Simon finds 50 ways to play his hits--and that's too many

October 18, 2006


  • Fans couldn't haggle with Paul Simon's song selection, which spanned one of the richest catalogs in rock history, from his days with Art Garfunkel to the present.

    Though it was smaller than many of the groups he's employed, especially during the "Graceland" era, the eight-piece backing band was top-notch as always, with special kudos to the brilliant Steve Gadd (whose parts were needlessly duplicated by a second drummer).

    And though the strange and atmospheric sounds of his recent Brian Eno-produced album "Surprise" seem to have thrown some listeners for a loop -- Variety euphemistically described it as "underperforming," which is code for "flopping on the pop charts" -- the unusual, serpentine arrangements of songs such as "How Can You Live in the Northeast?," "Father and Daughter" and "Outrageous" sprang to life onstage, providing some of the most exciting moments Monday night at the Rosemont Theatre.

    Nevertheless, something was just ... a little off.

    "Turn up the vocals!" one frustrated fan yelled after the first four or five songs, and the soundman eventually complied. But the problem wasn't the audio quality; it was the singer-songwriter's lack of commitment and focus as to what he was trying to do.

    Seemingly taking a cue from his a fellow '60s icon and folk legend Bob Dylan, who rarely plays his best-known songs the same way from tour to tour or night to night, Simon reworked the arrangements of many of the baby boom's most beloved pop anthems. But he didn't go far enough: Things were changed just enough to sound lackluster, off-key, out of time or just plain wrong.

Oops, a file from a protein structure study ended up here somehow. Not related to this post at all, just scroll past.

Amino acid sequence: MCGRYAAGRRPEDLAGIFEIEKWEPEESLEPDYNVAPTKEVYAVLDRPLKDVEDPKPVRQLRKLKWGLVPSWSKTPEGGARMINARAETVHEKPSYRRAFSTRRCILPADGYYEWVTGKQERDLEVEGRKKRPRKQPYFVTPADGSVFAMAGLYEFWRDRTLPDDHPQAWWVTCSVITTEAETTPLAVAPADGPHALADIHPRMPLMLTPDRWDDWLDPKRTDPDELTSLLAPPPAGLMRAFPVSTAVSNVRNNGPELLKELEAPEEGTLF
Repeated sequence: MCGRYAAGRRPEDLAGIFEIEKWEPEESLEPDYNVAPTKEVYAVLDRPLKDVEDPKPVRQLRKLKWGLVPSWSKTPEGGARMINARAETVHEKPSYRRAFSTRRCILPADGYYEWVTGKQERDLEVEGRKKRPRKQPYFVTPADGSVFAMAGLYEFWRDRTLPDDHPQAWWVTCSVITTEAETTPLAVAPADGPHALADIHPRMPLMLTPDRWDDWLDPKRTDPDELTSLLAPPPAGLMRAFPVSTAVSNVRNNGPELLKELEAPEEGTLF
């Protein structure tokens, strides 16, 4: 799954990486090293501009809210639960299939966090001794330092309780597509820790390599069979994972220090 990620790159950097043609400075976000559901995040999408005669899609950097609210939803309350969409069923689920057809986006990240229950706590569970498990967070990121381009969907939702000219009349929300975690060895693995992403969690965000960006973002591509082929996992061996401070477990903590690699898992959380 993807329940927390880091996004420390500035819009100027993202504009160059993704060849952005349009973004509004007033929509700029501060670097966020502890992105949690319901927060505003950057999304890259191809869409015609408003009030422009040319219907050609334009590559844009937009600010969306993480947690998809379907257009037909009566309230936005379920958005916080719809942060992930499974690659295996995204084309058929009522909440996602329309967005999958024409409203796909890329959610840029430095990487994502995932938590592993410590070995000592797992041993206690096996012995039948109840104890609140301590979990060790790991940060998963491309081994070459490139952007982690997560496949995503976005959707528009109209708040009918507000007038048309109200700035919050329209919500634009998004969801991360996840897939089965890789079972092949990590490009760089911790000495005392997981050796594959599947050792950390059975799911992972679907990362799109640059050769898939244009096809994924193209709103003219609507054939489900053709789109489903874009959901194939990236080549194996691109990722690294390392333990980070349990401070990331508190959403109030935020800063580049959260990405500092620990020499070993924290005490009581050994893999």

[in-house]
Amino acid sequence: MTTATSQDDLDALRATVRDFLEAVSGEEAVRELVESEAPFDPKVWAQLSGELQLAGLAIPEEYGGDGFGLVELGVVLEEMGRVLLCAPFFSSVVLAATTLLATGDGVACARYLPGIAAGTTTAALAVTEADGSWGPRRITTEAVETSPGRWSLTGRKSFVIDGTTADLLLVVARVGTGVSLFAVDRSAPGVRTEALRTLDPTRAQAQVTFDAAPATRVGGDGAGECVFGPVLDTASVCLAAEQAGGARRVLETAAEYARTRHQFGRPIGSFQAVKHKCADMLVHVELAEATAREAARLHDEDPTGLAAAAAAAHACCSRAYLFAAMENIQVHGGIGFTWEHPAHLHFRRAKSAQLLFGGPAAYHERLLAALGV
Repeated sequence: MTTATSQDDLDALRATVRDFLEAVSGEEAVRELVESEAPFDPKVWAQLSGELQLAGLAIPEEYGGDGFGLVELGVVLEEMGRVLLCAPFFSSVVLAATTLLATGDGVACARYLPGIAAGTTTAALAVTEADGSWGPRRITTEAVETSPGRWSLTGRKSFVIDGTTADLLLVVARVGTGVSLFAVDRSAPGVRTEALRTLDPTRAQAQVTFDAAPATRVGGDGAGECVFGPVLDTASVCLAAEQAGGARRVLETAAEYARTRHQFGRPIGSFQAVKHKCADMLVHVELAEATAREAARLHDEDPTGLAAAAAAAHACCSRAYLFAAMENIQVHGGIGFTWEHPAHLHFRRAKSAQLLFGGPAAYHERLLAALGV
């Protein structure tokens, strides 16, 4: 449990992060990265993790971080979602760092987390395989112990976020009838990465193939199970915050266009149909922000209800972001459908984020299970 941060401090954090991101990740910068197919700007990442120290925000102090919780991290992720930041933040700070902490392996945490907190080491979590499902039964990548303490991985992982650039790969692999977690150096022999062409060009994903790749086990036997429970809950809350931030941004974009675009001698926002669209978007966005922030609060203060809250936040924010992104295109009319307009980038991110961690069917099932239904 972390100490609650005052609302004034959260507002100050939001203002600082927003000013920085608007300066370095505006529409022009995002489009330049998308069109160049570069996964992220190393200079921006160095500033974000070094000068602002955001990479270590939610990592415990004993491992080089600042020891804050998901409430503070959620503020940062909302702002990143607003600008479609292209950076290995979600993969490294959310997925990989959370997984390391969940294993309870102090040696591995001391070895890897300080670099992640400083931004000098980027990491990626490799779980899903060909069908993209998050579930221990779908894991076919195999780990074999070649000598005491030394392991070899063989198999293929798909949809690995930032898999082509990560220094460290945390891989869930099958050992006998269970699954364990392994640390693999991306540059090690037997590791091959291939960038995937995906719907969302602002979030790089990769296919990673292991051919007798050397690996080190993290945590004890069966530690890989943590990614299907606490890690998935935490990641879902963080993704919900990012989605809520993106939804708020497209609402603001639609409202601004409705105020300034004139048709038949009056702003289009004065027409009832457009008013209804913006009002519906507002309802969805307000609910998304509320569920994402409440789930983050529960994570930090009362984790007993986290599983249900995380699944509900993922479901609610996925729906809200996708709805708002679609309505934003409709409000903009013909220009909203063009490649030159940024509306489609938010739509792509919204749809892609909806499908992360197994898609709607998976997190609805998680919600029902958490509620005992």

The words for "Me and Julio Down by the Schoolyard" and "50 Ways to Leave Your Lover" were slurred together. "The Only Living Boy in New York" was injected with inappropriate bombast. "Slip Slidin' Away" slid right off the rails. And even the title track from his still relatively recent "You're the One" (2000) was burdened with new, odd and jarring doo-wop interludes.

    The audience responded most enthusiastically to the rollicking grooves of "Cecilia" and "Diamonds on the Soles of Her Shoes," where the band's layers of percussion and three or four intertwining guitar parts created an irresistible polyrhythmic undertow. But even during these songs, Simon hedged his bets, goosing the fans to their feet by turning on the house lights in a bit of manipulative forced enthusiasm.

    For all his flamboyant arm-waving and occasional attempts at a little soft-shoe shuffle, the 65-year-old artist has never been a particularly inspiring or personable stage presence. You often get the impression that he'd rather be anywhere else, and this attitude combined with the musical miscues to create a vibe as soggy and sullen as the dreary weather outside.

    Simon might have been giving us a clue that he's reconsidering the art-rock direction of "Surprise" by his choice of an opening act.

    Jerry Douglas' bluegrass instrumentals are about as far away from the headliner's current sounds as any genre could be, but the accomplished guitar and dobro player and his four backing musicians delivered a strong set that was much more successful in its own unexpected detours, especially when the group reinvented Weather Report's jazz fusion ballad "A Remark You Made" with a bit of low-key back-porch pickin'.